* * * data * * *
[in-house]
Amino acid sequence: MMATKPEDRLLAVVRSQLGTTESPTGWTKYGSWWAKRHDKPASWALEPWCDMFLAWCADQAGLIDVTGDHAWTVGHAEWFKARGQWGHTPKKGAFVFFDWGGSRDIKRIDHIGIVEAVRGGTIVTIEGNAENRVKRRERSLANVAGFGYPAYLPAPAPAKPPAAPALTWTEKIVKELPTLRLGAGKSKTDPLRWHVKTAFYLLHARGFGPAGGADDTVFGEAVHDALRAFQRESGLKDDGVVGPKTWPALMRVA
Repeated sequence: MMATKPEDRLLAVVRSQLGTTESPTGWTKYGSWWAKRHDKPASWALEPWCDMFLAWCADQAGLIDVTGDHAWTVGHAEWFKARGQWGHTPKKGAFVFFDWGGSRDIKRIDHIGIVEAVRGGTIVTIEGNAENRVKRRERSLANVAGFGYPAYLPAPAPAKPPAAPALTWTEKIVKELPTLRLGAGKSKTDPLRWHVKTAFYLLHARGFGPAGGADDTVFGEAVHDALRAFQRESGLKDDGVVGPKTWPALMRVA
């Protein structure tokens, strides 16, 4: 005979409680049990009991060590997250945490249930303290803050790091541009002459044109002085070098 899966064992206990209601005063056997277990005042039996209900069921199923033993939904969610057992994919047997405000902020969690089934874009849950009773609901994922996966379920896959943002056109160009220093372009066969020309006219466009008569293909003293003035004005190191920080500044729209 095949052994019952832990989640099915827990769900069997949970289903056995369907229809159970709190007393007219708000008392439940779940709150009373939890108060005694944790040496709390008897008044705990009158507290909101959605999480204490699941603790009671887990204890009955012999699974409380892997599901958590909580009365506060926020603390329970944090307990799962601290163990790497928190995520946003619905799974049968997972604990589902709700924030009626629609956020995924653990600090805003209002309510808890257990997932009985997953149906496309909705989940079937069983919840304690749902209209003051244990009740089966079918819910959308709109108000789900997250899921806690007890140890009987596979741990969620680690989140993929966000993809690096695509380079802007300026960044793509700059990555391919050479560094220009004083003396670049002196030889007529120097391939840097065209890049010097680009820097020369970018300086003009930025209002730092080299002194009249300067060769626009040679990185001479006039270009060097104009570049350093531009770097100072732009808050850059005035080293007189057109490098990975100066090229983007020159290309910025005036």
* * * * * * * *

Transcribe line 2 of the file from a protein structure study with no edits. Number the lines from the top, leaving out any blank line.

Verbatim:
Amino acid sequence: MMATKPEDRLLAVVRSQLGTTESPTGWTKYGSWWAKRHDKPASWALEPWCDMFLAWCADQAGLIDVTGDHAWTVGHAEWFKARGQWGHTPKKGAFVFFDWGGSRDIKRIDHIGIVEAVRGGTIVTIEGNAENRVKRRERSLANVAGFGYPAYLPAPAPAKPPAAPALTWTEKIVKELPTLRLGAGKSKTDPLRWHVKTAFYLLHARGFGPAGGADDTVFGEAVHDALRAFQRESGLKDDGVVGPKTWPALMRVA